Martin Donaldson with Celtic’s 500 Club – Jimmy Johnstone: Greatest Ever Celt

In 2002, the title of Greatest Ever Celt was bestowed on one James Connelly Johnstone. It may have been over a quarter of a century since Jinky had last pulled on the famous hooped jersey in a competitive match for his beloved Celtic, however, the lasting legacy of the The Lord of the Wing ensured those who were fortunate enough to watch him in his prime and those who could only dream of watching him tie defenders in knots voted the wee man from Viewpark as the greatest of them all.

Jinky exuded everything that represents Celtic and The Celtic Way, from the desire to entertain to his ability to come back stronger after a fall (or in most cases a crunching late tackle or tackles). In his 12 years with the club, Jinky won every trophy available at the top of the Scottish game as well as helping to deliver the greatest prize in European club football.

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The meteoric rise of the team under the stewardship of Jock Stein banished a barren spell for the club, propelling the members of the Lisbon Lions to global fame, perhaps none more so than the player dubbed “The Flying Flea” by French sports writers.

The legendary stories associated with Jimmy Johnstone’s playing days transcend generations of Celtic fans. The simple mention of teams like Red Star Belgrade, Leeds and Real Madrid conjure up images of the jinking wizard bamboozling international class players and leaving them in his wake. His artistry and consistency earned Jimmy a third-place finish in the 1967 Ballon d’Or awards, but the downside to this was the treatment received from the crudest of opponents, especially in the colours of Racing Club and Atlético Madrid. These battles, though leaving him bruised and grazed, only strengthened his resolve as he would attempt to skip past the perpetrators after dusting himself down.

In his prime, Jinky had the chance to deceive defenders in the English and Spanish top flights, with interest shown in his skills from Tottenham, Manchester United and Real Madrid. However, Jimmy was never quite prepared to give up his love affair with Celtic and the fans who adored him.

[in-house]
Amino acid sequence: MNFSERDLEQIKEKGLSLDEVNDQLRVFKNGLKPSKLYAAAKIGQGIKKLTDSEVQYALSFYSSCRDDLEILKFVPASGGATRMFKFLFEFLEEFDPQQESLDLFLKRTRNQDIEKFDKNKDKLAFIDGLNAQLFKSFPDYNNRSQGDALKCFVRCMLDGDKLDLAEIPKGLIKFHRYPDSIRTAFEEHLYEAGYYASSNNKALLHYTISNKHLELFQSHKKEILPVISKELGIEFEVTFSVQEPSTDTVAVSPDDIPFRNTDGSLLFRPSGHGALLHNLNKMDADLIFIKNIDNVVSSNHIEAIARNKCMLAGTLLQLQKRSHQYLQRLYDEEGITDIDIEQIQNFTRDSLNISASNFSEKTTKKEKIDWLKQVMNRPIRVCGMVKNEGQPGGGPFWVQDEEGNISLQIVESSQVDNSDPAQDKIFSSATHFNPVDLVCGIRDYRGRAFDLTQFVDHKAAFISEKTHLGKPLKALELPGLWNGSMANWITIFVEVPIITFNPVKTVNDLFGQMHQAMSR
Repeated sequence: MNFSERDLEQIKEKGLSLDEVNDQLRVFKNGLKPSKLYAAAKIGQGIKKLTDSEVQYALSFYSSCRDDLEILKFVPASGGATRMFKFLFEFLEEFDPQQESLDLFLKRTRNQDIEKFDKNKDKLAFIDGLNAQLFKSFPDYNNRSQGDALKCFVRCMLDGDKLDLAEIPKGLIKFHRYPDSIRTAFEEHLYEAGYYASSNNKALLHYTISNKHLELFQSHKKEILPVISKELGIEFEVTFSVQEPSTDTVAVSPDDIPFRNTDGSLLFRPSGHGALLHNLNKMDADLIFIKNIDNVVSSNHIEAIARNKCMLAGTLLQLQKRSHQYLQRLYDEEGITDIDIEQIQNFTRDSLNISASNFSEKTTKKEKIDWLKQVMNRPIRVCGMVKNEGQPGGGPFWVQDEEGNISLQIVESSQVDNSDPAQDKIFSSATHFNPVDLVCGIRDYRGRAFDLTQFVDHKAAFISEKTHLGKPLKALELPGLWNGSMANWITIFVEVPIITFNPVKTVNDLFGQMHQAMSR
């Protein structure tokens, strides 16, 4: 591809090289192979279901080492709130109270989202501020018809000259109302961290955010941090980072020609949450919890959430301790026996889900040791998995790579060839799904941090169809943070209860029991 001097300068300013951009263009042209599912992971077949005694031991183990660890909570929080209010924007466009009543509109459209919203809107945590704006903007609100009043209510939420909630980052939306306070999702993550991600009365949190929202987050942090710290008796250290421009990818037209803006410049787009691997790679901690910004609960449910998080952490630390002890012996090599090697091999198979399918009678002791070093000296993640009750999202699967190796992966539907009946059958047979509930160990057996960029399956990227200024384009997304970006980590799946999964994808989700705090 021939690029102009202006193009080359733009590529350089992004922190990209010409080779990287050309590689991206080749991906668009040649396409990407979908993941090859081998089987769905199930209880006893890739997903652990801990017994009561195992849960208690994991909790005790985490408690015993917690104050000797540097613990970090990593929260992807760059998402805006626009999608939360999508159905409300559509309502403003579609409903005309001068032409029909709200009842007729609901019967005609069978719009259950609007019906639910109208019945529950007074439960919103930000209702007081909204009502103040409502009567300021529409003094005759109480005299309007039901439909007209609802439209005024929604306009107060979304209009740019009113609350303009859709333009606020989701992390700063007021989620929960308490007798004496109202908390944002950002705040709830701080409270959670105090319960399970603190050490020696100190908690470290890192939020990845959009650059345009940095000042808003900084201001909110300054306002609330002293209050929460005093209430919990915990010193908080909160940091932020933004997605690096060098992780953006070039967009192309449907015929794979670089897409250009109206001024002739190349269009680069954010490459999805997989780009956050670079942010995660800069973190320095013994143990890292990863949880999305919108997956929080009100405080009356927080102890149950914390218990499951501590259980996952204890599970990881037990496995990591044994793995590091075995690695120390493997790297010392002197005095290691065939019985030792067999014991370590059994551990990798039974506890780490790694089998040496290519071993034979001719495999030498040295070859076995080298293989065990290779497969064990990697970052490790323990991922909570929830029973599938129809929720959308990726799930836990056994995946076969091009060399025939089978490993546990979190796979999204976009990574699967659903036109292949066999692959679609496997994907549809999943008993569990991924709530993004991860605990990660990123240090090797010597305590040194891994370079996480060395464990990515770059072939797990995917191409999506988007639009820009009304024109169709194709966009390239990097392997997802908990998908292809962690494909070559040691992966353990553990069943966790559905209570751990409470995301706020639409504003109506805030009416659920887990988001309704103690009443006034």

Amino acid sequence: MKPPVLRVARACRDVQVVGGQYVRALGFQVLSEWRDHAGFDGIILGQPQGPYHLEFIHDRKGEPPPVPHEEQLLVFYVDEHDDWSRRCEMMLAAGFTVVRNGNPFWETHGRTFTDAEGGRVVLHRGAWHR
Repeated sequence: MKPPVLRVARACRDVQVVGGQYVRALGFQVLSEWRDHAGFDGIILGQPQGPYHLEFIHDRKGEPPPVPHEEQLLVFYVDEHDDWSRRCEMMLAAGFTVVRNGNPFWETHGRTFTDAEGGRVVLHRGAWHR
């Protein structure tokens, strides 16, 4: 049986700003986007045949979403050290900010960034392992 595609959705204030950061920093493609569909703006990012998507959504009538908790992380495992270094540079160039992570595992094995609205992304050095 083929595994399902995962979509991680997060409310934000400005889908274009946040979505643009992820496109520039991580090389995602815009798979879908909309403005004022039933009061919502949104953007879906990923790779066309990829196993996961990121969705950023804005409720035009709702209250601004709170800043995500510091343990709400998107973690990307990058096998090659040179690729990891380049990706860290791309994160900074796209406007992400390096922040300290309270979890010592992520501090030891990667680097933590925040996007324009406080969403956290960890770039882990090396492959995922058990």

When the time came to move on from the club he loved his entire life, he couldn’t believe he would never get the chance to walk though the front doors and pull on the jersey as a Celtic player ever again. By this time his legacy had already been assured.

The many adversaries faced during his time at Celtic had galvanised an inner strength that would be called upon in Jimmy’s later life. Diagnosed with motor neuron disease, Jimmy fought his greatest battle. As with his football career, he faced up to this new opponent and tried to find ways in which to overcome it.

Jinky is one of a select few players to have played in over 500 competitive matches for Celtic. The people young and old who lined the streets to pay their respects on the day of his funeral show the level of respect reserved for a Scottish footballing hero. On the journey to his final resting place, Celtic fans were given the opportunity to commemorate the club’s greatest ever player in an emotional farewell.

There have been players who have scored more goals and collected more winners’ medals, but there will only be one greatest ever Celtic player, and there will only ever be one Jimmy Johnstone.

Martin Donaldson

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